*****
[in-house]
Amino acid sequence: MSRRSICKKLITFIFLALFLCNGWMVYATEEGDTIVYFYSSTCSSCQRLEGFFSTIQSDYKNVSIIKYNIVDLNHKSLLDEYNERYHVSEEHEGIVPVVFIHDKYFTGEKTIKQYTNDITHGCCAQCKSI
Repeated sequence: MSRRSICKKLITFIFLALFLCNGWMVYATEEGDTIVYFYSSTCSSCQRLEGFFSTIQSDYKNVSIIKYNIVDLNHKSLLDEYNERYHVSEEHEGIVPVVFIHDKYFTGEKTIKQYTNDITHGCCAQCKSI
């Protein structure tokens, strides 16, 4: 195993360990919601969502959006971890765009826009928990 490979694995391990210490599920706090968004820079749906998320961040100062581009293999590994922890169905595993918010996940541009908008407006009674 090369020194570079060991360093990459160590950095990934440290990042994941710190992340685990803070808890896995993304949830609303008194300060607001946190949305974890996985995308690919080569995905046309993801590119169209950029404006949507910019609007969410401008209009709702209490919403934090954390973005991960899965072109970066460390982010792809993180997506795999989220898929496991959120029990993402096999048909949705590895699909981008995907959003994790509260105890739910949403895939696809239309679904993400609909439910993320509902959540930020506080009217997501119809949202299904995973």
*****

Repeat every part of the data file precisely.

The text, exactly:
[in-house]
Amino acid sequence: MSRRSICKKLITFIFLALFLCNGWMVYATEEGDTIVYFYSSTCSSCQRLEGFFSTIQSDYKNVSIIKYNIVDLNHKSLLDEYNERYHVSEEHEGIVPVVFIHDKYFTGEKTIKQYTNDITHGCCAQCKSI
Repeated sequence: MSRRSICKKLITFIFLALFLCNGWMVYATEEGDTIVYFYSSTCSSCQRLEGFFSTIQSDYKNVSIIKYNIVDLNHKSLLDEYNERYHVSEEHEGIVPVVFIHDKYFTGEKTIKQYTNDITHGCCAQCKSI
């Protein structure tokens, strides 16, 4: 195993360990919601969502959006971890765009826009928990 490979694995391990210490599920706090968004820079749906998320961040100062581009293999590994922890169905595993918010996940541009908008407006009674 090369020194570079060991360093990459160590950095990934440290990042994941710190992340685990803070808890896995993304949830609303008194300060607001946190949305974890996985995308690919080569995905046309993801590119169209950029404006949507910019609007969410401008209009709702209490919403934090954390973005991960899965072109970066460390982010792809993180997506795999989220898929496991959120029990993402096999048909949705590895699909981008995907959003994790509260105890739910949403895939696809239309679904993400609909439910993320509902959540930020506080009217997501119809949202299904995973």